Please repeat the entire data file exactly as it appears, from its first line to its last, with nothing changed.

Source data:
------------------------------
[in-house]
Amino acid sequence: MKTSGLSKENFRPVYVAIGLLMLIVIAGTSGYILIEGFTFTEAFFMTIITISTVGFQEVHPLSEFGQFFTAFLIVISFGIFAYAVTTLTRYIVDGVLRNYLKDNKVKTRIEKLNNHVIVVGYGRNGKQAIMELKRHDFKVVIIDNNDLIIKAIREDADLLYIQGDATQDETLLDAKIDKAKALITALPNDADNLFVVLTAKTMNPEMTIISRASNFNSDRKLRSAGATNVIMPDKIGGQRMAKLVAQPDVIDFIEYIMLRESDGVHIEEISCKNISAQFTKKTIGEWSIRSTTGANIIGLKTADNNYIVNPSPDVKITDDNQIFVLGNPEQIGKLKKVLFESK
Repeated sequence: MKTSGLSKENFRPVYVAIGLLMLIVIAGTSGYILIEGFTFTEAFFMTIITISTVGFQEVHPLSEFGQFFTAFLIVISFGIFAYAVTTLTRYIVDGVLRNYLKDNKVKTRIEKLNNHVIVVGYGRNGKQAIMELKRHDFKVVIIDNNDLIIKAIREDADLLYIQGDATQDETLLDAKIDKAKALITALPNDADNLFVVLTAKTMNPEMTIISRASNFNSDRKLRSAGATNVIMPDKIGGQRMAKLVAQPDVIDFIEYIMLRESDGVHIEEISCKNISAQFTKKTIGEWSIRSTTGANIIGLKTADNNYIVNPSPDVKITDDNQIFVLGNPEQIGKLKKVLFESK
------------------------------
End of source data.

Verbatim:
[in-house]
Amino acid sequence: MKTSGLSKENFRPVYVAIGLLMLIVIAGTSGYILIEGFTFTEAFFMTIITISTVGFQEVHPLSEFGQFFTAFLIVISFGIFAYAVTTLTRYIVDGVLRNYLKDNKVKTRIEKLNNHVIVVGYGRNGKQAIMELKRHDFKVVIIDNNDLIIKAIREDADLLYIQGDATQDETLLDAKIDKAKALITALPNDADNLFVVLTAKTMNPEMTIISRASNFNSDRKLRSAGATNVIMPDKIGGQRMAKLVAQPDVIDFIEYIMLRESDGVHIEEISCKNISAQFTKKTIGEWSIRSTTGANIIGLKTADNNYIVNPSPDVKITDDNQIFVLGNPEQIGKLKKVLFESK
Repeated sequence: MKTSGLSKENFRPVYVAIGLLMLIVIAGTSGYILIEGFTFTEAFFMTIITISTVGFQEVHPLSEFGQFFTAFLIVISFGIFAYAVTTLTRYIVDGVLRNYLKDNKVKTRIEKLNNHVIVVGYGRNGKQAIMELKRHDFKVVIIDNNDLIIKAIREDADLLYIQGDATQDETLLDAKIDKAKALITALPNDADNLFVVLTAKTMNPEMTIISRASNFNSDRKLRSAGATNVIMPDKIGGQRMAKLVAQPDVIDFIEYIMLRESDGVHIEEISCKNISAQFTKKTIGEWSIRSTTGANIIGLKTADNNYIVNPSPDVKITDDNQIFVLGNPEQIGKLKKVLFESK